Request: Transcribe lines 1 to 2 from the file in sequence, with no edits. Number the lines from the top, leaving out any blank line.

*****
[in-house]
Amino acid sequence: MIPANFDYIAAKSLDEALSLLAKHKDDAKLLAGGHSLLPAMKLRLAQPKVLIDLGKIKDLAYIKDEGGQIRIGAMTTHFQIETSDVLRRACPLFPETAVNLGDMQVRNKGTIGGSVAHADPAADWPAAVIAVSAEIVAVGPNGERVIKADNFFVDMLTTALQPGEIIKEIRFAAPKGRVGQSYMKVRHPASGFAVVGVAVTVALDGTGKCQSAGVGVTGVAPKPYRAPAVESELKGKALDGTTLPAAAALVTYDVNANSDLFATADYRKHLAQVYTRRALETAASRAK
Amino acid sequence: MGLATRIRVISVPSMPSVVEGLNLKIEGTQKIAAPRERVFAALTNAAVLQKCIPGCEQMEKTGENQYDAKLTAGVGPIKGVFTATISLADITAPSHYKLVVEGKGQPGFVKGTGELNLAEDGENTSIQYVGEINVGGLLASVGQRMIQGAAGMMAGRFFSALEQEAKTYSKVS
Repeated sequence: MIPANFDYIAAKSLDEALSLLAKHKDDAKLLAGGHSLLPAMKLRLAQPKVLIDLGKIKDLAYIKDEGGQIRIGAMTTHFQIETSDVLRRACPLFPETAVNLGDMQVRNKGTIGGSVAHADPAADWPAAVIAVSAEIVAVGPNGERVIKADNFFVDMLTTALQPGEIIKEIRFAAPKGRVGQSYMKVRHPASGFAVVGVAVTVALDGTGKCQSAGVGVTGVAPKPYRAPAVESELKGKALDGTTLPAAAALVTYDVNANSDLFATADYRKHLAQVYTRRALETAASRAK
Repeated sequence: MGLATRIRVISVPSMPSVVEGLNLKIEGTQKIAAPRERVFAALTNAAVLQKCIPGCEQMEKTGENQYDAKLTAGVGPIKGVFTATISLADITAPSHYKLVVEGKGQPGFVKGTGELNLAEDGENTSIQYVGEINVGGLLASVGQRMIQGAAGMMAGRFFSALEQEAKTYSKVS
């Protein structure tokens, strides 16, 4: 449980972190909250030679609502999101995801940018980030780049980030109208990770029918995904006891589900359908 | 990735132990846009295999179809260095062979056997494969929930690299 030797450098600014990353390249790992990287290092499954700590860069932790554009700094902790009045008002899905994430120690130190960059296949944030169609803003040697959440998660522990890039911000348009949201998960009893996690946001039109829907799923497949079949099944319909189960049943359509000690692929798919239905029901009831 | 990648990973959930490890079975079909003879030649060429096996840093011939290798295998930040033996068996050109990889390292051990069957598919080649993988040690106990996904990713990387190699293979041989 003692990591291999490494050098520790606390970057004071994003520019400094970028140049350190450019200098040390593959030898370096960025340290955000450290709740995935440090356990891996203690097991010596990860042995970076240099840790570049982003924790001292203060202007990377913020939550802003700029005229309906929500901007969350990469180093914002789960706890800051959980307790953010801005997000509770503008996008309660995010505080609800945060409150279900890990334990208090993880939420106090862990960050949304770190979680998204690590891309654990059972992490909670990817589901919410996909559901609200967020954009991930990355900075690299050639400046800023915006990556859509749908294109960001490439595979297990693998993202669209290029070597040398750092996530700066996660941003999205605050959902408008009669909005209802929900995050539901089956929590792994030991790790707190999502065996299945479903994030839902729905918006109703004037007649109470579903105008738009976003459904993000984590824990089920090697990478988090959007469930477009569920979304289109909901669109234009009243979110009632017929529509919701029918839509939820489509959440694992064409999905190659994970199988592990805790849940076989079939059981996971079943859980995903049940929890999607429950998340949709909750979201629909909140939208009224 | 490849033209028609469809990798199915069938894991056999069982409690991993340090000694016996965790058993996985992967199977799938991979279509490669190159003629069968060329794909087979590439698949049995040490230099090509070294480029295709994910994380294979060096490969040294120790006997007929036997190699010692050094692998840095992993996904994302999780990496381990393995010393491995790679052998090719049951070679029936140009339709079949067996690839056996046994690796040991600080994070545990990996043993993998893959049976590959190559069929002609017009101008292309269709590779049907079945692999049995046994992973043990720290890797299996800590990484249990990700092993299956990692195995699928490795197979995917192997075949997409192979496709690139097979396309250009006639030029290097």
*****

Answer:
[in-house]
Amino acid sequence: MIPANFDYIAAKSLDEALSLLAKHKDDAKLLAGGHSLLPAMKLRLAQPKVLIDLGKIKDLAYIKDEGGQIRIGAMTTHFQIETSDVLRRACPLFPETAVNLGDMQVRNKGTIGGSVAHADPAADWPAAVIAVSAEIVAVGPNGERVIKADNFFVDMLTTALQPGEIIKEIRFAAPKGRVGQSYMKVRHPASGFAVVGVAVTVALDGTGKCQSAGVGVTGVAPKPYRAPAVESELKGKALDGTTLPAAAALVTYDVNANSDLFATADYRKHLAQVYTRRALETAASRAK